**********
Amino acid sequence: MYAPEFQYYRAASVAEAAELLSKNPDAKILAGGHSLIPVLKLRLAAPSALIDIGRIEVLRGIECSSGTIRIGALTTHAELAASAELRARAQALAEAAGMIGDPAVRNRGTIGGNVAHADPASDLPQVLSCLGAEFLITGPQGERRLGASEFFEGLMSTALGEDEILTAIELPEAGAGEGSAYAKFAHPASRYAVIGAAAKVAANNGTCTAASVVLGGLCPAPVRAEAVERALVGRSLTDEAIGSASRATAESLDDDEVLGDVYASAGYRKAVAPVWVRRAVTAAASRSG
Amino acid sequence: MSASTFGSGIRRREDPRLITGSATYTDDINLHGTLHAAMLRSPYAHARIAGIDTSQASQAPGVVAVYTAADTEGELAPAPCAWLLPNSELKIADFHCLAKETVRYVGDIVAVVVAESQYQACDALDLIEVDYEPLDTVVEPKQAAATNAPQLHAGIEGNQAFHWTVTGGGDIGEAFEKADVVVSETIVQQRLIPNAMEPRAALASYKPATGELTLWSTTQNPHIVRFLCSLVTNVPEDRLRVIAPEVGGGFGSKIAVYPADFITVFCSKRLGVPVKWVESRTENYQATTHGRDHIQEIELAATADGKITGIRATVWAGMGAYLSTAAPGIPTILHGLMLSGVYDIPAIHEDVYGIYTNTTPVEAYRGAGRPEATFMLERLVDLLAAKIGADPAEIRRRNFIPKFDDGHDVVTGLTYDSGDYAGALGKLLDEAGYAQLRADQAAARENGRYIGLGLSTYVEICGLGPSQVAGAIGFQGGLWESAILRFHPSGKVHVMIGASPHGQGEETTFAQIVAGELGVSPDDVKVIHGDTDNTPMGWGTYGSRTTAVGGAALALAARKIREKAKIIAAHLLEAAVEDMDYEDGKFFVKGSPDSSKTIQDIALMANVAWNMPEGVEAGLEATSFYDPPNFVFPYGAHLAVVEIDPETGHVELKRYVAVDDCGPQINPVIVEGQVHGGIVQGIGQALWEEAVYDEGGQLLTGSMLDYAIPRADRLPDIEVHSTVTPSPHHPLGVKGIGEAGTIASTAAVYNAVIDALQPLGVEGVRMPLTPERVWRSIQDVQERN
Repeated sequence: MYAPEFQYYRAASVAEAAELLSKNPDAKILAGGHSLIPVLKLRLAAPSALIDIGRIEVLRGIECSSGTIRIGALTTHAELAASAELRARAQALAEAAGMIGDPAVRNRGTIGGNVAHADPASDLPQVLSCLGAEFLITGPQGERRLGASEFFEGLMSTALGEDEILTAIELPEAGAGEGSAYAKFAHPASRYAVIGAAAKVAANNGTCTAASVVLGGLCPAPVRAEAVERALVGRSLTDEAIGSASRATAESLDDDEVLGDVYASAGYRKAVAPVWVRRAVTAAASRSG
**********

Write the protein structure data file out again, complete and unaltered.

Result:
Amino acid sequence: MYAPEFQYYRAASVAEAAELLSKNPDAKILAGGHSLIPVLKLRLAAPSALIDIGRIEVLRGIECSSGTIRIGALTTHAELAASAELRARAQALAEAAGMIGDPAVRNRGTIGGNVAHADPASDLPQVLSCLGAEFLITGPQGERRLGASEFFEGLMSTALGEDEILTAIELPEAGAGEGSAYAKFAHPASRYAVIGAAAKVAANNGTCTAASVVLGGLCPAPVRAEAVERALVGRSLTDEAIGSASRATAESLDDDEVLGDVYASAGYRKAVAPVWVRRAVTAAASRSG
Amino acid sequence: MSASTFGSGIRRREDPRLITGSATYTDDINLHGTLHAAMLRSPYAHARIAGIDTSQASQAPGVVAVYTAADTEGELAPAPCAWLLPNSELKIADFHCLAKETVRYVGDIVAVVVAESQYQACDALDLIEVDYEPLDTVVEPKQAAATNAPQLHAGIEGNQAFHWTVTGGGDIGEAFEKADVVVSETIVQQRLIPNAMEPRAALASYKPATGELTLWSTTQNPHIVRFLCSLVTNVPEDRLRVIAPEVGGGFGSKIAVYPADFITVFCSKRLGVPVKWVESRTENYQATTHGRDHIQEIELAATADGKITGIRATVWAGMGAYLSTAAPGIPTILHGLMLSGVYDIPAIHEDVYGIYTNTTPVEAYRGAGRPEATFMLERLVDLLAAKIGADPAEIRRRNFIPKFDDGHDVVTGLTYDSGDYAGALGKLLDEAGYAQLRADQAAARENGRYIGLGLSTYVEICGLGPSQVAGAIGFQGGLWESAILRFHPSGKVHVMIGASPHGQGEETTFAQIVAGELGVSPDDVKVIHGDTDNTPMGWGTYGSRTTAVGGAALALAARKIREKAKIIAAHLLEAAVEDMDYEDGKFFVKGSPDSSKTIQDIALMANVAWNMPEGVEAGLEATSFYDPPNFVFPYGAHLAVVEIDPETGHVELKRYVAVDDCGPQINPVIVEGQVHGGIVQGIGQALWEEAVYDEGGQLLTGSMLDYAIPRADRLPDIEVHSTVTPSPHHPLGVKGIGEAGTIASTAAVYNAVIDALQPLGVEGVRMPLTPERVWRSIQDVQERN
Repeated sequence: MYAPEFQYYRAASVAEAAELLSKNPDAKILAGGHSLIPVLKLRLAAPSALIDIGRIEVLRGIECSSGTIRIGALTTHAELAASAELRARAQALAEAAGMIGDPAVRNRGTIGGNVAHADPASDLPQVLSCLGAEFLITGPQGERRLGASEFFEGLMSTALGEDEILTAIELPEAGAGEGSAYAKFAHPASRYAVIGAAAKVAANNGTCTAASVVLGGLCPAPVRAEAVERALVGRSLTDEAIGSASRATAESLDDDEVLGDVYASAGYRKAVAPVWVRRAVTAAASRSG